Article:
Another episode is up and ready for your viewing pleasure! You can watch it below.

Before that, I thought I'd muse a bit on what it means to have a workflow as an author. If you're an indie publisher, I think you'll vibe to this. If you're a reader, think of it as a sneak peek into how the magic happens!

The video below talks more about the tools I use, but my workflow is really a "system" for getting books written. I've had a few people ask me about this, especially those with "a book in the works." I'm going to give you a "how it works for me," and you can try it to see if it works for you. But my caveat is this: A process or system only works if you've decided to be disciplined enough to use it every day.

Got it? Good. Let's go!

Wakey, Wakey

It starts in the morning. Early morning. I generally wake up at 5 a.m. and get going on my day. So first thing after waking up, I exercise. 

I can hear the groaning now. I know there's groaning, because that groaning used to come from me. But I've discovered a startling truth: Your brain lives in your body! And if your brain is the primary tool for creating awesome creative work, you probably need to take care of the thing it's attached to. Think of your brain as being a sort of parasitic organism, with a symbiotic relationship to its host (the body). Mmm ... parasites. 

Getting up early has a lot of advantages. It's quiet in the mornings, for starters. You know that groaning you were doing a minute ago? Everyone does that. Because most normal people don't like to be awake at 5 a.m. Most normal people like to sleep as late as possible, until the need to go to a job or to feed a child or to urinate becomes too overwhelming to ignore.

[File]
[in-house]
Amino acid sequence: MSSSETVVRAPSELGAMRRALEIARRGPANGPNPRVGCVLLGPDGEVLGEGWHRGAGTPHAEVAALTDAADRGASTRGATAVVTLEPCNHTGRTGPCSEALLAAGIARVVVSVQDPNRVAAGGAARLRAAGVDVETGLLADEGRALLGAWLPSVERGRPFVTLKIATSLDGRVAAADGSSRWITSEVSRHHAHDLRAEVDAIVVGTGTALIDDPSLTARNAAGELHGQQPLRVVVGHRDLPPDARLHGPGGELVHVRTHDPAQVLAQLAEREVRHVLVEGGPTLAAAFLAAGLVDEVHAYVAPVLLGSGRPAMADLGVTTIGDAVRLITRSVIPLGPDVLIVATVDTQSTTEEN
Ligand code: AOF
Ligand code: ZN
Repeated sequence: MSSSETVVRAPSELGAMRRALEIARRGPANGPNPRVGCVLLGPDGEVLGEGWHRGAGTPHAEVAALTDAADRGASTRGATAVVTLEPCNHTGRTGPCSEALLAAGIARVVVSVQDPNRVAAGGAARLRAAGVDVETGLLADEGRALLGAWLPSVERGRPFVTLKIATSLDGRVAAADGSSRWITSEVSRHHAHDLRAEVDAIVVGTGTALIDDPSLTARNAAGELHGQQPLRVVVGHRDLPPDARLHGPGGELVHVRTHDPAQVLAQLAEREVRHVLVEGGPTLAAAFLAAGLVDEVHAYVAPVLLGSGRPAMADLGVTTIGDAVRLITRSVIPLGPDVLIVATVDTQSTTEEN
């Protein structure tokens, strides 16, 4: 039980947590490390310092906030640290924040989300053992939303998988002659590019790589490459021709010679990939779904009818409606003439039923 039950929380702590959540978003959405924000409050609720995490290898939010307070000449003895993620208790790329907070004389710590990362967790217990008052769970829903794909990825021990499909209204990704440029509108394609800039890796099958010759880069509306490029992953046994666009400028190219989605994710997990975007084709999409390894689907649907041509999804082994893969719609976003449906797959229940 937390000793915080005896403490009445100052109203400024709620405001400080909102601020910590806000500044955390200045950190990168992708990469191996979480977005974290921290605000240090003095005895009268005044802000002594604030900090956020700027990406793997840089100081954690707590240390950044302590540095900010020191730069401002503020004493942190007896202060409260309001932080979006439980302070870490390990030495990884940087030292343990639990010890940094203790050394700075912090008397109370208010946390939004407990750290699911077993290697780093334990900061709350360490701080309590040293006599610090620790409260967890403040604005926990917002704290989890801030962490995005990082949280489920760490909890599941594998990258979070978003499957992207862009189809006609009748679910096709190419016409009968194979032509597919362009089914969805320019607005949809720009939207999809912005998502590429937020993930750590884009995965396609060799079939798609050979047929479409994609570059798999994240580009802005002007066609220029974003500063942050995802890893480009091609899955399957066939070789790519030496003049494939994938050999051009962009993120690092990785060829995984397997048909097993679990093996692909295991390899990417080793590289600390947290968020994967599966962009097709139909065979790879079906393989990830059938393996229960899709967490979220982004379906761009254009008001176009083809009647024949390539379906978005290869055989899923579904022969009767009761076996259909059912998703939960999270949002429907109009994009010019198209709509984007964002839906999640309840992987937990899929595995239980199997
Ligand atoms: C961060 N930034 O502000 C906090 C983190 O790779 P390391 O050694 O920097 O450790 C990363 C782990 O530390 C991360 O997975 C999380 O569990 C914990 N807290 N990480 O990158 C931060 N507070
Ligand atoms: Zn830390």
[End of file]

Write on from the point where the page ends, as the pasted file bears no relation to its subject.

Newsflash: You're not normal. If your goal is to turn over page after page of written work, in the hopes that someone will read and love your story, and by extension love and adore you, then you have some serious issues. I'm speaking from knowledge. Writers are not normal people. 

So getting up early means avoiding all those normal people. You can usually get at least two solid hours of writing done before someone in the house starts grumbling their way out of bed.

Discipline isn't a dirty word

I used to hate hearing the word "discipline." For the most part, the only time anyone ever said it was when I was going to be on the receiving end of a whole lot of suck. Discipline, as far as I could tell,  meant "I'm not going to have any fun at all."

Which was true for very long time. And now it isn't.

Why the change? Because I finally figured out what discipline actually means.

It isn't a punishment, it's a tool. In fact, it's the tool. It's the most powerful thing in your utility belt for actually accomplishing this ridiculous dream you have.

If you want to write a book, there is literally only one way to accomplish that dream: WRITE THE BOOK. 

If you want to write a lot of books, there's a correlating answer for that, too: WRITE MORE BOOKS.

The way you write a book is one word, one sentence, one paragraph, one scene, one page, one chapter, one book at a time.

Want to build a wall? Start stacking bricks. Eventually you'll have enough bricks in one place that they magically morph from bricks to "wall." 

The same is true for books. Start with a word, and keep adding to that. But the important thing is to come back to it every single day.